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CASE STUDY II: THE COLLAPSE OF THE SOVIET UNION: Coup against Gorbachev C H A P T E R N I N E 103 I n the early hours of August 19, 1991, while Soviet leader Mikhail Gorbachev was vacationing in the Crimea, a self-appointed State Emergency Committee announced that he had taken ill and that the committee had assumed authority. Both the circumstances—remarkably similar to those associated with the coup that had overthrown Nikita Khrushchev in 1964—and the makeup of the committee indicated clearly to those of us at the embassy that Gorbachev was not ill. He had been removed from office, and the committee intended to put an end to the reforms that he had begun. My three-year assignment as head of the political section was almost at an end. I was due to leave Moscow in about two weeks. The ambassador had already departed; our deputy chief of mission had become chargé d’affaires and was heading the embassy pending arrival of the new ambassador, Robert Strauss. There had been a large turnover in the political section that summer, including most of those responsible for analysis of domestic developments. Many of the replacements had been in Moscow for only a few days. All of the embassy staff, including the newest ones, performed with admirable skill and dedication during the ensuing three days. Embassy reporting during a crisis, particularly a crisis involving a country as important as the Soviet Union, differs in important ways from reporting in more normal times, as one might expect. First, your audience is guaranteed. A round-the-clock task force will be set up in Washington. You will never have more high-level eyes on your work than during a period like this. Second, your competition is fierce. CNN is broadcasting a live feed of what is happening in the streets of Moscow, as are all the other networks that can put together a camera crew. Journalists in Moscow whose work normally 104 ———— THE CRAFT OF POLITICAL ANALYSIS FOR DIPLOMATS appears only in print are now doing double duty as television and radio commentators. The same people impatiently awaiting embassy cables are watching and listening to this live reporting. If you have developed good skills during your earlier work as a diplomatic political analyst, this is not the time to forget them. Everything will move very quickly. You will be inundated with information and requests for information. A lot of the information available to you will be unsubstantiated, will simply be rumors, or will be total nonsense. The audience at home in your capital will be receiving the same information, rumors, and nonsense. If you are not able to make sense of it in a timely and convincing fashion, you may lose the best opportunity you will ever have to affect your country’s foreign policy decisions on something important. Your reporting will be a combination of situation reports (known as “sitreps”), describing what is happening, and analytical efforts, putting what is happening into the relevant context. Style definitely takes a back seat to timeliness in a situation like this. Hopefully, you have honed a sufficiently clear writing style that speed does not translate into unintelligibility. Not that the ambassador and his deputy are going to allow something unintelligible to be transmitted. But they will not appreciate having to act as copy editors, or the delays in reporting that will occur while they copyedit. The embassy had a remarkable vantage point from which to observe the development of resistance to the coup. One corner of the embassy compound was across the street from a corner of the Russian Parliament building, known locally as the “White House,” which became, under Russian President Boris Yeltsin, the center of resistance. Within hours of the coup announcement, people began spontaneously to show up and to construct barricades at the entrances to the White House. As the crowds and the barricades grew, it became clear that the coup leadership faced a level of popular resistance not seen in Moscow since the early days of Communist Party rule. The American president’s initial reaction to this coup was equivocal, perhaps reflecting the fact that it occurred while he, like Gorbachev, was on vacation and had not yet fully consulted with his advisers. His remarks could have been interpreted by the coup leaders as accepting that the coup’s success was inevitable and signaling that the United States would work with whoever headed the Soviet Union...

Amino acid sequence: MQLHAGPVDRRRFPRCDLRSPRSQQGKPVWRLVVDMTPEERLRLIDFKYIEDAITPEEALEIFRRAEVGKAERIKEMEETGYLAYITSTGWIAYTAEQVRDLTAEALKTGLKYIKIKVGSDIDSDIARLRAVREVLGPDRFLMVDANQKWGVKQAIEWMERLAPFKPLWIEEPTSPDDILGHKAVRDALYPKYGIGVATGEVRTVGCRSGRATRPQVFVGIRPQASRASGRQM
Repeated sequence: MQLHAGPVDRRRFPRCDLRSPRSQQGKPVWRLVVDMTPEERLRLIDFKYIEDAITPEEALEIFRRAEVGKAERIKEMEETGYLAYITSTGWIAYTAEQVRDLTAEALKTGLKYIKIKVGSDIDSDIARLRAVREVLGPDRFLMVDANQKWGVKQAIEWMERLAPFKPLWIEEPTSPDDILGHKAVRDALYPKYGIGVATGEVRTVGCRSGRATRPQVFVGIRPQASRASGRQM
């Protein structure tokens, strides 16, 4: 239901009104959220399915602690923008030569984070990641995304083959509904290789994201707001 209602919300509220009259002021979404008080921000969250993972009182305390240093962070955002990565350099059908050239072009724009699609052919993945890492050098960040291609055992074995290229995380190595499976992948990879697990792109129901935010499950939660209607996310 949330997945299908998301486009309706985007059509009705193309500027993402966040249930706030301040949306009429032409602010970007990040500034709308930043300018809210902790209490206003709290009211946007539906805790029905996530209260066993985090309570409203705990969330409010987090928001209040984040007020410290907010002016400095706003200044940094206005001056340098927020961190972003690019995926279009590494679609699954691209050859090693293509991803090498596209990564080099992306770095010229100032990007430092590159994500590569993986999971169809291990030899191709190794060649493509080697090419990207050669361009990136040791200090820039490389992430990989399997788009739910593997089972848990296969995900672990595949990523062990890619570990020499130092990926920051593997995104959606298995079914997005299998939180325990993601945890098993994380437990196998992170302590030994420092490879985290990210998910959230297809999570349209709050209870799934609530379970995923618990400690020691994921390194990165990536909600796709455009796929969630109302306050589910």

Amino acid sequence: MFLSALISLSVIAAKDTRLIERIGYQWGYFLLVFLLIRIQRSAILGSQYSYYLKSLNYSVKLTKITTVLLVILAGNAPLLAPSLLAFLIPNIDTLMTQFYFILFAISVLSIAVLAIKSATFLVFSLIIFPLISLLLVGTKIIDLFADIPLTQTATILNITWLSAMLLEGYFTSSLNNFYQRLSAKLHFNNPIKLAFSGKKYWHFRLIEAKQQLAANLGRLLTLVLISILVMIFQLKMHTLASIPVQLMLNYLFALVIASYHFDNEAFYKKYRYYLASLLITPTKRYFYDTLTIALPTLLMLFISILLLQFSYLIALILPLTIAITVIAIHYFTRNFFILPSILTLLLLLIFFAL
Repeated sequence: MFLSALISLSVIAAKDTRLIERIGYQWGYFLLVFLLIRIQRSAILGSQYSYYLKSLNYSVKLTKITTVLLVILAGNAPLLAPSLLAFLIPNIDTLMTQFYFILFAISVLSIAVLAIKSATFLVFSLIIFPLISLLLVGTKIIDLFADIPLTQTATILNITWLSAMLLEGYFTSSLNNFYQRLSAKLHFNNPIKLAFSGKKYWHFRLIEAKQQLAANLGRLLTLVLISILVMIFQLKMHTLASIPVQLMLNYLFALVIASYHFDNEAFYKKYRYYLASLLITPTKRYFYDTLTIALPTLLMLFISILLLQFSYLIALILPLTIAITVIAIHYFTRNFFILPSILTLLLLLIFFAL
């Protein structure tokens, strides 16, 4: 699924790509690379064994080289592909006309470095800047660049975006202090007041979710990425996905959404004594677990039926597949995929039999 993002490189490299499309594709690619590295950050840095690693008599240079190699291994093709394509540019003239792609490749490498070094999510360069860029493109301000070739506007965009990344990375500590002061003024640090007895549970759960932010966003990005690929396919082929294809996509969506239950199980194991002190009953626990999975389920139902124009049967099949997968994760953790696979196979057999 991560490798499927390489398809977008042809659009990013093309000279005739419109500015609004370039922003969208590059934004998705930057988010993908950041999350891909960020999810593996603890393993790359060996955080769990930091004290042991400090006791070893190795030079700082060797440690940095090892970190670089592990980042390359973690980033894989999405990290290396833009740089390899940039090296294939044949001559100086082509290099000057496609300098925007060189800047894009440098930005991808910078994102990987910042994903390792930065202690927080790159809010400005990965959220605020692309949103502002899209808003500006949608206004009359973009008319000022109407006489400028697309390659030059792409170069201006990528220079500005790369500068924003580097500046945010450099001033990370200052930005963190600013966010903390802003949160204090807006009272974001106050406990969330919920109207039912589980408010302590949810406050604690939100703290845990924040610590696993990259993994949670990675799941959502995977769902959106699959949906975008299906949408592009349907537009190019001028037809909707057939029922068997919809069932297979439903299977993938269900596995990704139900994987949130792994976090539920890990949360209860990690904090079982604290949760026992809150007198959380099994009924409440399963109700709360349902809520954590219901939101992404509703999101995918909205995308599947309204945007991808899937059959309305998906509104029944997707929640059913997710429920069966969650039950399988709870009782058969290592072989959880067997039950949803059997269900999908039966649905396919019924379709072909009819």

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MARC Record
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